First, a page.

Ultra Grateful

“Focus on the journey, not the destination. Joy is found not in finishing an activity, but in doing it.”

– Greg Anderson

I think everyone here would agree that running is mental, in every possible way. Does it follow then, than ultramarathon running is ultra mental? I guess I’m about to find out.

I admit that when I first looked at my training schedule for the next twelve weeks in its entirety, I promptly had to spend the next few minutes breathing rapidly into a paper bag. The usual “what I have done?” freak-out had definitely taken on ultra proportions.

However, as with all things in life, I’ve once again found that everything is temporary if you give it enough time. Now that I’m two weeks into my ultramarathon training, I couldn’t be more excited about finding myself in all the weird and wonderful places this journey is yet to take me.

Sadly, a significant contributing factor to this change in attitude has been a very sombre event. Ten days ago I lost someone very dear to me in a cruel car accident. I can’t say that I’ve come to terms with the loss at all yet, but for now this brutal reminder of the finality of life has made me all the more adamant to live mine to the fullest.

Right now, I can’t think of anything that makes me feel more alive and happy than being in the wilderness. It’s beautiful, powerful, healthy and life-affirming. It gives me space to think and breathe. And with the arrival of spring, the trails have never felt more wonderful and alive. As such, I’m really happy that the looming ultramarathon in June is only another reason for me to spend much time on the wicked and wonderful trails that Scotland has to offer.

But there’s more to any running training than merely clocking the miles, of course. One of the best parts of spending much time alone in the wilderness is that I keep getting to know myself a little bit better every time. By venturing further than ever before, even after 10 years of running, I’m not only learning valuable new things about how my mind and body work on the run, but also about the extremes of feeling tired, content, ecstatic, fed up, and all the other emotions that come out in the safe solitude that mother nature offers.

By definition, endurance events should involve an aspect of carrying on regardless of feeling a various degrees of fatigue, ranging from weary legs to a full blown death-grip bonk. In those battles, the mind can be either a dangerous master or a beautiful servant. In shorter races, I find that my usual strategy for dealing with any signs of trouble is to keep telling myself that it’ll be over soon al while clinging on until the bitter end. However, it doesn’t take a genius to realise that in an ultramarathon this strategy would at best result in an abysmally miserable run, and at worst – and far more likely – result in the sobbing mess of a runner in need of urgent trailside rescue (and possibly therapy). Of course I accept that parts of the run (and life!) will be gloomy, but also that it’s up to me to banish the negative thoughts over and over again. In that sense, running is once again a great metaphor for life.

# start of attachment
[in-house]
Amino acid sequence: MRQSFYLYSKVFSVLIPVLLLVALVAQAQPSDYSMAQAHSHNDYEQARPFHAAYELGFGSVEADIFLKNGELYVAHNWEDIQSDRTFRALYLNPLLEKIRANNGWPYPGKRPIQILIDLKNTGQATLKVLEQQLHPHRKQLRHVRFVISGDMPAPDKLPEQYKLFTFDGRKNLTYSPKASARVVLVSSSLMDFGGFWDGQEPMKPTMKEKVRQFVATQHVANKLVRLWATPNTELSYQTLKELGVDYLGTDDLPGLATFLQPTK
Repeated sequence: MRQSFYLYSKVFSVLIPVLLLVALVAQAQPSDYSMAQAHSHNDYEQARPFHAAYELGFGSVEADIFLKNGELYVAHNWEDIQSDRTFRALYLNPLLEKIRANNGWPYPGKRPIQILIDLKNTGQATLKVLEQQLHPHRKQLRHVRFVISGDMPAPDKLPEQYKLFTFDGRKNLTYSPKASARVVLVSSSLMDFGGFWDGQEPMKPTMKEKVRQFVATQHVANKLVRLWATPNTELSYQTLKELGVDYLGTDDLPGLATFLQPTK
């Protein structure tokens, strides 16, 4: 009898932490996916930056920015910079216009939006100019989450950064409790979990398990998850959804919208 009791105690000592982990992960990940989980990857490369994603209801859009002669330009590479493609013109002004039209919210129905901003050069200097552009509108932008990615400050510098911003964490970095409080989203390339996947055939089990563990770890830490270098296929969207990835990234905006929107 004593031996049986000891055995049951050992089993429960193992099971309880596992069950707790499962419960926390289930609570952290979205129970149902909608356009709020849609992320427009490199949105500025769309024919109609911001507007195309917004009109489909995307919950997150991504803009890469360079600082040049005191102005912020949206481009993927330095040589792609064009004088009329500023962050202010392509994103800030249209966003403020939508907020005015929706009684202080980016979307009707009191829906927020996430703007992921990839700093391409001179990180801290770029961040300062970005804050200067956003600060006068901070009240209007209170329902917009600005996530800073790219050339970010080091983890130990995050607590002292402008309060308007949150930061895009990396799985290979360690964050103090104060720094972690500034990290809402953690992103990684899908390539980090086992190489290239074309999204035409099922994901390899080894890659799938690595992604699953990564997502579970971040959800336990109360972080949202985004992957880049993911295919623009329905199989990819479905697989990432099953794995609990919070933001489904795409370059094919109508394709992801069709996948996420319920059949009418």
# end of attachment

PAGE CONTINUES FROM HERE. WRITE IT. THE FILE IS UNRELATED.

My recent brush with the frailty of life has reminded me of something very important, which I am sure can help me out in darker times. At the moment, I am just grateful to be able to run at all: grateful to have this life, grateful for my health, grateful to live in such a beautiful place, grateful for this powerful body that puts up with all the nonsense I inflict upon it, and ultimately, incredibly grateful for this opportunity to run and learn and grow.

If this all sounds very fatalistic or depressing, let me assure you, it’s not. In fact, when I did a terrible job at awkwardly trying to explain all of this to a wonderfully eloquent friend this morning, he eventually described it as “relentless positivity”. It sure works for me!

I hope you are all moving forward as well, whatever your purpose or pace. 🙂

parkrunnin_birthday

(A relentless optimist on the run:

contemplating the meaning of life while clocking a parkrun PB of 22:10 this morning)

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24 thoughts on “Ultra Grateful

  1. Trails and Ultras says:

    Hi Julia, sorry to hear your news. Hope you’re OK. I often find it hard to articulate the journey I go on with ultra running, you’ve done a much better job of summing it up. I often think there’s something cathartic about it. I’m not religious but I often think about the story of Jesus spending 40 days in the desert. There’s an element of that in ultra running: go forth and meet your demons. Ultra running hasn’t just deepened my relationship with the landscape, but also given me a greater understanding of myself. Wow, that’s a bit deep. Can you tell that I’m in the delusional zombieland that is working night shifts?

    • Thank you so much, Becky! I agree, and at the risk of sounding all new-agey and ethereal, I’m finding that it’s a very personal journey of growth and learning. I guess I wasn’t prepared for the intensity of the mental journey, but that’s not a bad thing at all. I’m so grateful that I get to experience it. I like the “go forth and meet your demons” idea, it sounds bang on to me! At least I quite like myself (at least most of the time), so the company is usually tolerable. 🙂

  2. Kerrie says:

    Congratulations on the new PB. I know I’ve just starting following but, I am sorry for the loss. Have fun with the ultra training, I wish I had what it takes for that! I’m still learning the ropes 🙂

    • Hi Kerrie, thank you for stopping by and for your kind words. I just had a look at your blog too, and you’re a runner through and through! I’m certain that you’ve got everything it takes to run whatever you like, you just have to believe it yourself. 😉 I look forward to following your running adventures!

  3. Chris P says: